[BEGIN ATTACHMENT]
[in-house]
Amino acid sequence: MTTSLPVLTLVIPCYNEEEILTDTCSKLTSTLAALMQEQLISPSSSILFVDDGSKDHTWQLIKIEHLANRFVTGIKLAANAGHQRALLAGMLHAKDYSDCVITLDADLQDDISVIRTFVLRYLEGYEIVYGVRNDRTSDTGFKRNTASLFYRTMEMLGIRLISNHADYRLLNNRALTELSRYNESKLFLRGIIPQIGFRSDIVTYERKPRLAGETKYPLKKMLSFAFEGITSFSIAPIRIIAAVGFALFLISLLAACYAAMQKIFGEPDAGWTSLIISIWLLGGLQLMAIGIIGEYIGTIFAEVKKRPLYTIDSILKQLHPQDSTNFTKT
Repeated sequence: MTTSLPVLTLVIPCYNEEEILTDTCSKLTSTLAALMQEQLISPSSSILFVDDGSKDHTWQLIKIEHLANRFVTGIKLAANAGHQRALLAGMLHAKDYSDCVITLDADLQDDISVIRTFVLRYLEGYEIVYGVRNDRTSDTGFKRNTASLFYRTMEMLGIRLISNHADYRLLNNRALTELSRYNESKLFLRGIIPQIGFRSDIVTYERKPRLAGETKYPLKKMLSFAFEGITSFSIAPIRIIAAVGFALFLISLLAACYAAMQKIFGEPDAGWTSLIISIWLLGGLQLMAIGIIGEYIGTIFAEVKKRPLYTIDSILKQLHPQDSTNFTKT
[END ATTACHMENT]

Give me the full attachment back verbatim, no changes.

[in-house]
Amino acid sequence: MTTSLPVLTLVIPCYNEEEILTDTCSKLTSTLAALMQEQLISPSSSILFVDDGSKDHTWQLIKIEHLANRFVTGIKLAANAGHQRALLAGMLHAKDYSDCVITLDADLQDDISVIRTFVLRYLEGYEIVYGVRNDRTSDTGFKRNTASLFYRTMEMLGIRLISNHADYRLLNNRALTELSRYNESKLFLRGIIPQIGFRSDIVTYERKPRLAGETKYPLKKMLSFAFEGITSFSIAPIRIIAAVGFALFLISLLAACYAAMQKIFGEPDAGWTSLIISIWLLGGLQLMAIGIIGEYIGTIFAEVKKRPLYTIDSILKQLHPQDSTNFTKT
Repeated sequence: MTTSLPVLTLVIPCYNEEEILTDTCSKLTSTLAALMQEQLISPSSSILFVDDGSKDHTWQLIKIEHLANRFVTGIKLAANAGHQRALLAGMLHAKDYSDCVITLDADLQDDISVIRTFVLRYLEGYEIVYGVRNDRTSDTGFKRNTASLFYRTMEMLGIRLISNHADYRLLNNRALTELSRYNESKLFLRGIIPQIGFRSDIVTYERKPRLAGETKYPLKKMLSFAFEGITSFSIAPIRIIAAVGFALFLISLLAACYAAMQKIFGEPDAGWTSLIISIWLLGGLQLMAIGIIGEYIGTIFAEVKKRPLYTIDSILKQLHPQDSTNFTKT